A: The main thing with papercrete is to keep it dry and off the ground; under these conditions it is a fine building material. One way to keep it dry is to keep it breathable, so that if it does get damp, it can dry out. Cement-rich stucco does not breath very well, but the lime plaster does. A stucco that is lean on cement breathes better. If you treat the walls like people do with strawbales, using wide eaves and keeping the foundation well above grade, you should be fine.
Advice to a friend who built a papercrete home: I stopped by your place this morning to check out the problems you have been having with the papercrete holding moisture and promoting mold or other problems.
I am convinced that the only long-term solution to this problem would be to completely remove all of the elastomeric coating on the exterior, and any other moisture barrier that may exist up there. This will allow the papercrete to dry out from the outside, which should happen within a couple of weeks. Then leave the papercrete as breathable as possible from both the inside and the outside.
To keep more rain or moisture from entering the building, you will then need to construct another permanent roof over the structure. I recommend a simple metal roof attached to a 2X6 framed rafter arrangement, with stringers of smaller dimensioned wood to attach the metal roof to. The shape of this new roof structure could roughly conform to the shape of your vault if it were made as a simple "hip" roof. This new roof should extend out beyond the walls of the building by at least 18" to keep the water off the walls as well. This may require some simple vertical posts to help support the new roof.
There should be air circulation under the new roof so that the papercrete can always breathe. I know that this sounds like a lot of work and expense, and it is true; but this is the only way that I can think of that will likely save the wonderful home that you have created there for future habitation. It would likely make it more saleable in the future, if you should choose to do so.
Q: Gigacrete or Grancrete is supposed to be strong and crack resistant, as advertised; wouldn't it make an ideal 'ceramic like' skin for papercrete and domes?
A: The concern that I would have in using this material as a shell covering over a papercrete dome is that if it ever does crack or fail in some way, then any moisture that might enter the dome would not be able to exit because of the general unbreathability of the system. I just advised a friend who had made a lovely papercrete dome home and had painted it with elastomeric on the outside and then spent the winter in a humid, molding mess because the papercrete could not breath after some water found its way through the paint, that he would best remove all of that elastomeric paint and put another metal roof over the whole thing so that it could breath in order to save his home!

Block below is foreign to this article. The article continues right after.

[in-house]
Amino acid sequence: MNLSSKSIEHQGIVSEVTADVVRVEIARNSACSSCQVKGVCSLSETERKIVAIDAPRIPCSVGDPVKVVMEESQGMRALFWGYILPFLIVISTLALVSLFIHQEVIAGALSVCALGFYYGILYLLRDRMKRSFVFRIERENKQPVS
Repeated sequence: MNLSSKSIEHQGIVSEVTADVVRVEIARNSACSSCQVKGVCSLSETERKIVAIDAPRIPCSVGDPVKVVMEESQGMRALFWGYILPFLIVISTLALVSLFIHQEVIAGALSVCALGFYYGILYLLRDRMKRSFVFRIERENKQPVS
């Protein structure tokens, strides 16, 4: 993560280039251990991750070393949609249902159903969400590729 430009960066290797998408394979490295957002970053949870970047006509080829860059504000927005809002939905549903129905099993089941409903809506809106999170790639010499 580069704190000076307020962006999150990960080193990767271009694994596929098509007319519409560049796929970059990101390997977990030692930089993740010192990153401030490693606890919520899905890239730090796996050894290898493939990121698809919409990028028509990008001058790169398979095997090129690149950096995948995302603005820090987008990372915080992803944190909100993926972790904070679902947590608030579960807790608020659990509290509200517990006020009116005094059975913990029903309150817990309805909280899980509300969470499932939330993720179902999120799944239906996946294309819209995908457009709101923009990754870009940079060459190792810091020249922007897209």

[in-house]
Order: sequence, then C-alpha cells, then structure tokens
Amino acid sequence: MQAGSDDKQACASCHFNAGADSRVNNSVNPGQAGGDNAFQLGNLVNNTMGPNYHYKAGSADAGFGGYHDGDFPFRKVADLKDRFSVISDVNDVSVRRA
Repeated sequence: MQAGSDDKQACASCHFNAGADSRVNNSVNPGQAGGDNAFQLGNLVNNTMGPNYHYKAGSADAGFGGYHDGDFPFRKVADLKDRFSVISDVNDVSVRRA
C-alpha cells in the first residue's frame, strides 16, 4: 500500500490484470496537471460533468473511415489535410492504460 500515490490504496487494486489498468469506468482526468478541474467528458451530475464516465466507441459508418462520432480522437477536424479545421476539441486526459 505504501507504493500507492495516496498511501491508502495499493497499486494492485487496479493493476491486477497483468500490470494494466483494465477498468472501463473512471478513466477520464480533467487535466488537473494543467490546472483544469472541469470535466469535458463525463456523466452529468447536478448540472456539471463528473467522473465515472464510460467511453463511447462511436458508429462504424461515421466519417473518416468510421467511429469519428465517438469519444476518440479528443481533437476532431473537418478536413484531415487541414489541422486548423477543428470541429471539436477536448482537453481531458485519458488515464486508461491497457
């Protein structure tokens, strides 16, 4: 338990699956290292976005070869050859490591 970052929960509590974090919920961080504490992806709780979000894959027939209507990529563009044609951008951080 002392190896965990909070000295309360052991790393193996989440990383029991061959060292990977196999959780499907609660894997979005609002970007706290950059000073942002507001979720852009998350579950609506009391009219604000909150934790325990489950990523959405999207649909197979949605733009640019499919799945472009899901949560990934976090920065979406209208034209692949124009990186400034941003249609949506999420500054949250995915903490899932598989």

Q: How can one cheaply deter mold and mildew in papercrete? (I have made 2 roofs out of papercrete on out buildings. I love papercrete, except the moisture factor.)
A: I have heard of various theories about additives such as lime or borax in the mix, but I am not convinced that they work. The only way that I know to keep mold or mildew from being a problem is to assure that the papercrete does not routinely get wet, and to leave the papercrete breathable, so that if it does it will not stay wet.
Q: My husband and I own 6 acres in a small subdivision near Kremmling, CO. We are considering building a home there out of papercrete (just the walls, the foundation would be concrete footings and the roof would be trussed). I am concerned about your mention of mold. Our property gets a lot of rain, snow, freeze, thaw, and wind.
A: I think that with a good foundation that keeps the papercrete well away from the ground and drifted snow, and with a roof with substantial eaves to keep most of the rain off the wall, that you should be just fine. Under these circumstances I know of one home that was painted on the exterior with elastomeric paint, and it seems to be holding up fine; other homes have left the papercrete breathable, and this has worked out fine as well.
Q: How can one cheaply deter mold and mildew in papercrete? I have made 2 roofs out of papercrete on out buildings. I love papercrete, except the moisture factor.
A: I have heard of various theories about additives such as lime or borax in the mix, but I am not convinced that they work. The only way that I know to keep mold or mildew from being a problem is to assure that the papercrete does not routinely get wet, and to leave the papercrete breathable, so that if it does it will not stay wet.
Q: How do you think UGL Drylok (the crystalline waterproofing product that typically gets painted on
the surface of cinder block basements, etc.) would work when applied directly into the wet matrix for complete waterproofing?
A: Whether this would waterproof papercrete or not could be found out through experimentation. I doubt that it would be effective if mixed directly with the wet papercrete, or at least it would require a prohibitive amount of the paint to be effective.
Q: I would like to put papercrete walls in a bathroom and I wonder if I can plaster over it with clay plaster, without a moisture problem?
A: You can put a clay plaster over papercrete, but this would not be my first choice for a bathroom, since neither of these materials do well in moist situations.
Q: My husband and I are preparing to build a papercrete dome home with a steel and rebar infrastructure. We would like to insulate it with 2-4 feet of earth. We live near Pensacola, Florida so we have a lot of sun, but we get some real toad strangling thunderstorms that produce flooding. Realizing that water absorption is an issue, we were going to seal the dried papercrete with 3 coats of elastomeric seal. Is this viable? We were going to use the earth sheltering in place of air-conditioning and a concrete radiant floor with solar collectors for heat. Your thoughts and ideas would be greatly appreciated.